Introducing Salesforce’s Heroku

Unless you’ve been living under a rock for the last few years, you’ll know that apps are becoming a vital part of everyday life. We use them for everything from tracking fitness to ordering taxis. It’s easy to overlook that the useful tools we rely on are in fact tightly packed parcels of computer code, which need somewhere to live.
What’s more, they need a means to be managed and delivered to our devices. Heroku is a cloud-based scalable solution that allows the easy management and deployment of apps on the internet. In plain English, if you’ve built an app, this is what you’d use to get it out there so your users can download and enjoy it. Let’s take a look at how it works.


Every app is made up of thousands of lines of source code, written in various programming languages. Heroku can work with apps written in many of the most popular programming languages, including Ruby, Java, Node.js, Scala, Clojure, Python or PHP.
If this is blowing your mind, imagine that source code is a set of instructions, e.g. how to build a piece of flat-pack furniture, and that computer languages could easily be replaced with English, French, German, etc. In this example, Heroku would be a multilingual person capable of deciphering how to build the furniture from any of the given languages. Being a multilingual platform allows developers more flexibility with the coding they use.


This is where Heroku really comes into its own. Whilst it’s certainly possible for the developer of an app to create it on a home or office computer in their programming language of choice then host and manage it themselves, this is definitely not the best way to do things. Aside from being incredibly time consuming, if the app is popular, it wouldn’t take much for the server to become overloaded with customers downloading and using it. This could happen at anytime so it could literally go bump in the night and crash, possibly without the owner knowing.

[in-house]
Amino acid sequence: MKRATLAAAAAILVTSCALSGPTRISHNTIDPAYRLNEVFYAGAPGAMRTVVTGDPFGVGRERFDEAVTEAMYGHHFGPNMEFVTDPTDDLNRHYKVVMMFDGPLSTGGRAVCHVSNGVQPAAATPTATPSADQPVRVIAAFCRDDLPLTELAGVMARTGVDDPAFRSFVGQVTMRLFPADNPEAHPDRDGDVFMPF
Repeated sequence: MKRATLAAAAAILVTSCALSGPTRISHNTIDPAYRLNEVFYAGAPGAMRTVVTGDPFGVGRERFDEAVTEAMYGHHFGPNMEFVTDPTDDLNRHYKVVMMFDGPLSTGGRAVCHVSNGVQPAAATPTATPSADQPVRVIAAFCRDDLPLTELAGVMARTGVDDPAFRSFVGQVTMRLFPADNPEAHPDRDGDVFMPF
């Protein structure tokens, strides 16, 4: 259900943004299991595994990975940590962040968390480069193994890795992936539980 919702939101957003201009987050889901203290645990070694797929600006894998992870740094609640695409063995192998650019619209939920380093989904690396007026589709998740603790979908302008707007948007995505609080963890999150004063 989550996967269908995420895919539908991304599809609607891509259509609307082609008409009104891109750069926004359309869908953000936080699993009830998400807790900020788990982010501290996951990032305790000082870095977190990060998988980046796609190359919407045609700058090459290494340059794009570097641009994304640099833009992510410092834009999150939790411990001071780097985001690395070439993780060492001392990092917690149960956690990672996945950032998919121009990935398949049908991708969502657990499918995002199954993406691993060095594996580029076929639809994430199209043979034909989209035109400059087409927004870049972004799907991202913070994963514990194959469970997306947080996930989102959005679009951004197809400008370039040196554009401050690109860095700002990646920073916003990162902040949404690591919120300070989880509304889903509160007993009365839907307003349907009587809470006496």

This is why most companies host their apps on more powerful, managed servers. One of the great benefits of using Heroku is that once an app is uploaded, it’s fully scalable. This means if lots of people are trying to access an app, Heroku will adjust the amount of servers used to host and manage it, so it stays online and is accessible for users 24/7. This allows developers to spend more time improving their apps and less time managing them.


An important abbreviation to understand when talking about Heroku is CRM or Customer Relationship Management. Simply put, this is an app that helps companies to have better relationships with their customers, past and present. Salesforce is one of these apps and is intrinsically linked with Heroku.
Salesforce has pioneered a technology called Heroku Connect. This is where an app can link with and use customer information stored in the CRM system to allow the company to improve its relationship with its customers. For example, the app might be a location guide in a shopping mall. By asking for an email address on sign up, and using the Heroku Connect system, that data is sent to the company’s CRM. This allows the company to send users of the app offers relating to the shopping mall via email. Not only has the shopper found the location guide app helpful, they now have a money-off voucher enticing them back, and the company has the means to continue to contact the user with relevant information. Moving forwards, this will undoubtedly improve their relationship with their customers.
For companies wanting to expand their services, Heroku is a means by which to decode, store and deploy newly designed apps into the stratosphere of cyberspace. By using Heroku, app developers don’t need to monitor whether an app is online or not, so they can give more attention to making it useful and more exciting for their customers. With its links to Salesforce, Heroku cleverly keeps customers in the know about the products and services that are relevant to them.
All these aspects make Heroku a key player in the world of technology and marketing.